Verdict: Like (A lot)
Leonard Fournette, TJ Yeldon, Chris Ivory
Let’s take a moment to stay on the rookie hype train for a second. Come take a seat on the Leonard Fournette express and discuss why I will say I like this RBBC but also think Fournette is as overhyped as they come. Look, I think Fournette has all of the physical tools to be a capable NFL running back, but his lack of production against teams like Alabama while in college worries me. I don’t think he gets near the level some think he will, and I don’t see him coming anywhere near Ezekiel Elliot like rookie numbers. However, I will say the same thing about Fournette that I said about Zeke last year, you do not waste a fourth overall pick on a running back to watch him sit behind two other guys. Fournette is going to get every chance to be the guy this year, and even though Jacksonville has done their best to revamp the line, I think he has other factors working against him. I still don’t know how good Jacksonville actually is. If they are the same old Jacksonville, you could see Fournette get extended rest times to ensure he doesn’t get hurt and can’t help in the future. Let Yeldon and Ivory go get beat up on and protect that fourth overall investment. I also don’t know if Blake Bortles will be better this year. If the picks continue to happen, the Jacksonville defense doesn’t keep them in the game and they have to throw more, Fournette could also see less carries. Now this may have seemed pretty negative, but as far as a RBBC standpoint is concerned, Fournette is your guy to own and could very well give you the volume needed to be a RB2 this year.
Verdict: Like (Kind Of)
Kansas City Chiefs
Spencer Ware, Charcandrick West, Kareem Hunt, CJ Spiller
There is a new sheriff in the KC backfield and his name is Spencer Ware. Gone are the days of position battles with then incumbent starter Jamaal Charles and now Ware has been handed the keys to the KC backfield……….maybe. Ware is going to be pushed a lot by Charcandrick West, newly drafted Kareem Hunt and, stop if you’ve heard this before, CJ Spiller. Word out of Chiefs camp is that Spiller finally looks explosive again, which is what I have heard several times over the last few years. Kareem Hunt has a lot of expectations from the Chiefs, but is considered to be a work in progress. Fumbles were an issue at times with Ware last year, and when you play in an offense with Alex Smith, that is designed to control the game, you cannot do that. He is going to get the starting nod, but you also have to worry about Tyreek Hill taking touches away with some gimmick plays that worked very well out of the backfield last year. This is another RBBC that I am not interested in handing my 2017 season hat on.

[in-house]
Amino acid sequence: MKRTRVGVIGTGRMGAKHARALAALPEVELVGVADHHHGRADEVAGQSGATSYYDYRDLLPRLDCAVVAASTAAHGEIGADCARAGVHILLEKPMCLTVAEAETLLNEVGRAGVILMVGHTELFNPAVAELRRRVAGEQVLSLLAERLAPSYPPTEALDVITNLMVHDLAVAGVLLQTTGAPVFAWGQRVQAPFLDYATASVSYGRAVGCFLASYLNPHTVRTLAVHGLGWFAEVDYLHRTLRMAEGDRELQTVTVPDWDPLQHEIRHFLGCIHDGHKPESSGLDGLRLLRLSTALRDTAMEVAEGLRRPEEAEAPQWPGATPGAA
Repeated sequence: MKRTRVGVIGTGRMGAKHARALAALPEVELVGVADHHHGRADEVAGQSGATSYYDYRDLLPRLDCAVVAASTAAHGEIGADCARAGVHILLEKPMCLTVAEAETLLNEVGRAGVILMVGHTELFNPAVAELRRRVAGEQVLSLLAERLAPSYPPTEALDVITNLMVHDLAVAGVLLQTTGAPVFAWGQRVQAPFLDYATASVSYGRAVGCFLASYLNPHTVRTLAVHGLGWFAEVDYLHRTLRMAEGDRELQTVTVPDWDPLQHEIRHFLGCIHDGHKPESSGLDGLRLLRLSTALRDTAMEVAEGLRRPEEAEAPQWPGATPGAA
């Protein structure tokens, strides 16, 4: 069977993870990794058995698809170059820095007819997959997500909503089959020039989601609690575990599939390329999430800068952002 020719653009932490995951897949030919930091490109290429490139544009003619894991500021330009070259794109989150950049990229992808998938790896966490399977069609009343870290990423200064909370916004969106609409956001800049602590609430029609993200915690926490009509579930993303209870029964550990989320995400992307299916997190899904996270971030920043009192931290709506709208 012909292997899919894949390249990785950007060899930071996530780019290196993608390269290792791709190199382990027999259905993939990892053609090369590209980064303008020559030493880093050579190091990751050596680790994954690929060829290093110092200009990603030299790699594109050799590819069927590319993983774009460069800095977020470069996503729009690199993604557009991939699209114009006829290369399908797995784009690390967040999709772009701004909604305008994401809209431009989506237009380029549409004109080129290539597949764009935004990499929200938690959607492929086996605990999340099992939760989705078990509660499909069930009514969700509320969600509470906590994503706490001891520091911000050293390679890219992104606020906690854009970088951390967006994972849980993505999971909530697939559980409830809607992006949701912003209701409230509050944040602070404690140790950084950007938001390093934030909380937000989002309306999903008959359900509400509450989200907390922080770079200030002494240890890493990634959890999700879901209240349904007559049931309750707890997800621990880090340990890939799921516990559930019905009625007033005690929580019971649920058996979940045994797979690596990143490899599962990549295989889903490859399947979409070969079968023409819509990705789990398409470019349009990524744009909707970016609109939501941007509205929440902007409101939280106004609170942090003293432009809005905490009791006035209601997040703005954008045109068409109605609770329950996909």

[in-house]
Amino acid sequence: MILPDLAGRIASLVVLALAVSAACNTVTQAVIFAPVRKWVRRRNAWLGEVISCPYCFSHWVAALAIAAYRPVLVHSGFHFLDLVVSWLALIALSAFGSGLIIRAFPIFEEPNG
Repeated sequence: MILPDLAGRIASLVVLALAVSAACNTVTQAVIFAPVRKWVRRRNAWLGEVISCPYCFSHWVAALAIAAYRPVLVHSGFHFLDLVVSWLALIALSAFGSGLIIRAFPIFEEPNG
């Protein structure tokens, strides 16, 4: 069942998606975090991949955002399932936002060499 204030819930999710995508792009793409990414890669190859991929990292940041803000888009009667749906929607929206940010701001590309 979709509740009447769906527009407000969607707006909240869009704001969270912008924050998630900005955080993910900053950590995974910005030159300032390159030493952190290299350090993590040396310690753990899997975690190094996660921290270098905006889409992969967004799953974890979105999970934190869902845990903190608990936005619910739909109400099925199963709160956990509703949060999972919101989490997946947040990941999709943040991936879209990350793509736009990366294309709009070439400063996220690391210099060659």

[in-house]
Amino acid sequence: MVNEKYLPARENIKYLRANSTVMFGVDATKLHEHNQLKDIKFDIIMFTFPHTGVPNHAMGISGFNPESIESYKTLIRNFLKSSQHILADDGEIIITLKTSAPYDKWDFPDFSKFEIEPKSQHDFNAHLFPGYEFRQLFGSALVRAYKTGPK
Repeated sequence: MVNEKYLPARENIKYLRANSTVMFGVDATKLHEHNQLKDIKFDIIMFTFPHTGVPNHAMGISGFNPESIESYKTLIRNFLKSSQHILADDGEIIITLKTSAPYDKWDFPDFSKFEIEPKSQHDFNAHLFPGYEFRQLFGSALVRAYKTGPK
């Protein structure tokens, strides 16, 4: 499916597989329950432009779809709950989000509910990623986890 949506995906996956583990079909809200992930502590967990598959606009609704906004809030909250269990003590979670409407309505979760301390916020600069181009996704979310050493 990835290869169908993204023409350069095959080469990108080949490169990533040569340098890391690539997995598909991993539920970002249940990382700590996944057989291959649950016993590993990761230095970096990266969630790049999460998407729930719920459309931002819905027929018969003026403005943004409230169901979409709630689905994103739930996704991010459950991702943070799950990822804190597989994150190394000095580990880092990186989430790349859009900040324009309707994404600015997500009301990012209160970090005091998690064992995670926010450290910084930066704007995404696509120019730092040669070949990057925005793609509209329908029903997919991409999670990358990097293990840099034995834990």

Ameer Abdullah, Theo Riddick, Zack Zenner, Dwayne Washington
On a warm Monday night in Dallas, the Lions were doing their best Lions impression by limping into the playoffs. On top of that however, the legend of Zach Zenner was growing. Even though the rise was quick, the fall will be even quicker. Zenner is not the every down back the Lions need and that flash you saw, will not carry over to this season. If you are in a league that utilizes flex positions, Theo Riddick is a must own back. He’s going to rack up fantasy points as Matthew Stafford’s safety valve, he’s a PPR machine with touchdown upside. With that being said, this is still going to be Ameer Abdullah’s backfield and the Lions are going to continue to give him the ball. 2016 was cut short due to injuries and only 2 games is not enough evidence to see that he is turning into the every down playmaker, but he did average 5.6 YPC and had 5 receptions. The Lions offense is going to be very good and Abdullah will be a key part of that. There will be a RBBC here, but Abdullah will get enough touches to offer RB2 upside or at least a flex play.
Jeremy Hill, Gio Bernard, Joe Mixon
As far as dynasty formats go, Mixon is your guy. Grab him, hold onto him and wait. It may be 2018 before you can reap the rewards, but Mixon is a fantasy stud in the waiting. His 2017 outlook though, not so much. Gio Bernard may be coming off a knee injury and Jeremy Hill may be more up and down than any roller coaster you could find, but they will still be big parts of the team and will get touches. There were times last year when the Bengals were willing to give Bernard more shares of the backfield work, but Hill still showed flashes and is a threat to get you touchdowns every week (29 rushing TDs since 2014). Three backs with the ability to produce on any given Sunday will mean lots of question marks come Sunday. An injury will be the only way this RBBC gains clarity.
Verdict: Dislike (Until the first injury comes)